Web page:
Monday’s Altamont homecoming basketball game was much like those of the past.
The coronation was held between the JV and varsity games, the pep band was in full force and the student section was raucous and euphoric.
But then there was one big difference.
When it came time for the teams to enter the floor, instead of boys, there were girls.
Yes, for the first time in school history, Altamont commemorated the homecoming season with a girls’ basketball game instead of a boys’ contest.
“It was just an awesome opportunity not just for the girls but for the entire school and community,” said Altamont head coach Katie Lurkins. “I understand how it is traditionally at a boys game, but we were awarded this opportunity and the girls took it.”
Now, perhaps in a lesser dramatic fashion than one might expect, the decision to have the girls host the homecoming game wasn’t because of new-age thinking.
No, instead, it was because of a simple scheduling discrepancy.
“We’ve done a lot of changing with the boys’ schedules the last two or three years,” explained Altamont athletic director Todd Arnold. “This year we were looking at our first home boys’ game not being until December 16, so that pushed us to the point where we just couldn’t find anything closer for Homecoming.”
Arnold added that with Windsor and Stew-Stras’ full sports coop going into effect in recent years and other schedule changes, this year’s dilemma arose.
But what was at first problematic quickly became a groundbreaking idea thought up by the student council.
“It was their decision,” said Teresa Lee, the student council advisor. “They were afraid that Christmas parties and family get-togethers would interfere with people coming to the dance if we pushed it back, so then they came up with the option for the girls to host Homecoming and they said, ‘Awesome.’”
There was some concern ahead of the game that a Monday girls’ contest wouldn’t draw the same size crowd that a Friday boys’ game would–and it didn’t, but, says Arnold and company, the environment was still more than up to par.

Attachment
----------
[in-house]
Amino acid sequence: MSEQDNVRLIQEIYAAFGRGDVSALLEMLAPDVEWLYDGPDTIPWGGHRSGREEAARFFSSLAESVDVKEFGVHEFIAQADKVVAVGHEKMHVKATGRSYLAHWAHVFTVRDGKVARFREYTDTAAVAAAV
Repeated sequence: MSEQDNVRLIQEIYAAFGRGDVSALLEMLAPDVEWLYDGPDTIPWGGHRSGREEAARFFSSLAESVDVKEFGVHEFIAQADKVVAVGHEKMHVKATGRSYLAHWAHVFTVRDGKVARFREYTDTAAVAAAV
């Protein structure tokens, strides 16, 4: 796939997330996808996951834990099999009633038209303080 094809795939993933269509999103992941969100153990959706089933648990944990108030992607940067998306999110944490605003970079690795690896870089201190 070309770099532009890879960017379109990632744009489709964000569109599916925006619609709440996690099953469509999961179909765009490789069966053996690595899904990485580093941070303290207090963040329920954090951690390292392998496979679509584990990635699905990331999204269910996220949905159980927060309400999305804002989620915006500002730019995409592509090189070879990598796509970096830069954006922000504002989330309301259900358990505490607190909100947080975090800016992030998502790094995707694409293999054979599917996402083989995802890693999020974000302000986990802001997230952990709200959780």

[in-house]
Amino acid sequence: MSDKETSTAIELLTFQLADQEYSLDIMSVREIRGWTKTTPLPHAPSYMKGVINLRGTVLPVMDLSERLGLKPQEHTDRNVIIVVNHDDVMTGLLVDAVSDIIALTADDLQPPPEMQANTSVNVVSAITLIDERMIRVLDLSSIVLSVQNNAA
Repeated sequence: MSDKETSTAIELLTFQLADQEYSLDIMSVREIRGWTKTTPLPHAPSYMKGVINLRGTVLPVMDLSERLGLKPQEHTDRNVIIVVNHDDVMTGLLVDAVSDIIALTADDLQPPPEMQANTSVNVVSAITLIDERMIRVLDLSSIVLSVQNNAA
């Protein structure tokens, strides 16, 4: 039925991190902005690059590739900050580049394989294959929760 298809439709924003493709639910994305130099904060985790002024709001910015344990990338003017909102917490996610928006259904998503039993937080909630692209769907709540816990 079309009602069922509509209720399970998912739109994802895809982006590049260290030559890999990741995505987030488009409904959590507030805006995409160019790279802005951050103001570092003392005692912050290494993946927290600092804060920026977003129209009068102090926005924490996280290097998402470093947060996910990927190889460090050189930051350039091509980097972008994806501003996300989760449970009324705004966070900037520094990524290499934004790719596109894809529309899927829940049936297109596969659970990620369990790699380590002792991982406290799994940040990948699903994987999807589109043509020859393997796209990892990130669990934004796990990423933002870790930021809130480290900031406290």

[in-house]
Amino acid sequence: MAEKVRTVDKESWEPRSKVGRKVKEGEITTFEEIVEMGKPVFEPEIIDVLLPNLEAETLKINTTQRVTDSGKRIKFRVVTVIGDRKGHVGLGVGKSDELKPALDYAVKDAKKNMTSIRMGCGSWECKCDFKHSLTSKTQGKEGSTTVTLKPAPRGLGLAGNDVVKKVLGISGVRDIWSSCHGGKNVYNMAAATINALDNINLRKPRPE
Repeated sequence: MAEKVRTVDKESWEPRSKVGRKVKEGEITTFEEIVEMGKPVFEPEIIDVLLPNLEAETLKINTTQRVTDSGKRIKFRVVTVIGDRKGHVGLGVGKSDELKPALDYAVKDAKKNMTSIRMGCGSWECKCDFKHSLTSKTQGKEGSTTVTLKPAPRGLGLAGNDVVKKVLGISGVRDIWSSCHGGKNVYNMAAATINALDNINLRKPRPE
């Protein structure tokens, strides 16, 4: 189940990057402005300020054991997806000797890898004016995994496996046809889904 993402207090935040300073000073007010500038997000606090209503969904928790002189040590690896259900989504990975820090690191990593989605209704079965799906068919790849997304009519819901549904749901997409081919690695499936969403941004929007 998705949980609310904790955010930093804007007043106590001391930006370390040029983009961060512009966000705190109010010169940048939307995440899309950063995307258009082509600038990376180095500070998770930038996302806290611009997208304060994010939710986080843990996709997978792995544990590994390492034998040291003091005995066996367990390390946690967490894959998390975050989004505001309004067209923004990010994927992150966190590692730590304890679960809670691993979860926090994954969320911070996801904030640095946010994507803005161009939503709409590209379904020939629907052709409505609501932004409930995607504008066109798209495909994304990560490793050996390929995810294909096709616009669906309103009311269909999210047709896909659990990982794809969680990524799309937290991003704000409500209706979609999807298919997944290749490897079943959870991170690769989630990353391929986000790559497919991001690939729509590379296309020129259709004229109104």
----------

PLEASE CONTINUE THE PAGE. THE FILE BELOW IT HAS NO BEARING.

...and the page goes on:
“I’ll be honest with you, it was just like any other year,” said Arnold. “The crowd was down a little, but there was a lot of the student body there, a good crowd and the band played like they always do. You really couldn’t tell a difference until the introductions.”
Ironically enough, senior basketball player Keidron Duckwitz was one of the homecoming queen candidates. So before the varsity game, she was escorted out onto the floor, dressed in a formal gown, as were others, ahead of the homecoming court announcement. And, in fitting fashion, Duckwitz was named queen.
“It was definitely exciting getting homecoming queen, but then I just tried to collect myself since it was time to play ball,” said Duckwitz. “I was just trying to get focused on the game.”
And rightfully so since she had less than 20 minutes from the time she was crowned in her homecoming dress to tip-off, which doesn’t exactly allow for high-heels.
“I just tried to keep all my emotions under control and play ball,” she added. “I just tried to transition really quickly.”
The Lady Indians welcomed Dieterich to Altamont Monday and didn’t disappoint with a 61-31 win.
But perhaps more important than the irony of a Lady Indian earning homecoming queen or the girls hosting the event, Lurkins and Dieterich head coach Donetta Ohnesorge agreed that there was more to it.
“Katie and I have been coaching together forever,” said Ohnesorge. “I think this says a lot and I think it’s going to bring a lot more crowds. People are going to see what girls’ sports are all about whereas other times they may not come out and see the girls.”
“It doesn’t matter what gender you are, everybody needs to make sure you’re embracing the sport and your teammates and your community,” added Lurkins. “But it is a great milestone that we have the first homecoming game. And Donetta does a great job at Dieterich and she’s been there for a long time. I remember her when I was playing and then as I’ve come up coaching. So it’s great to see these female mentors in area schools. These girls can see that you can be a female in a head coach position and have a family and that support system. There is just so much opportunity. Nothing is limited anymore.”
“It shows we can compete with the men and everybody can do their part,” added Duckwitz.
Arnold says that barring any further changes to the schedule, he expects the girls will host Homecoming again in two years and every other year thereafter.
“Two years from now, we’re going to be sitting right back here again unless we get a boys' game on the schedule, which I can’t see happening,” said Arnold. “I think it’s pretty much set in stone. We’ll see two more years from now.”
And that isn’t a bad tradition to begin, says Lurkins.
“I think it’s a great forefront of how both boys and girls basketball has evolved in this area,” she said. “It’s something we look forward to alternating every other year now with the boys and making that our tradition.”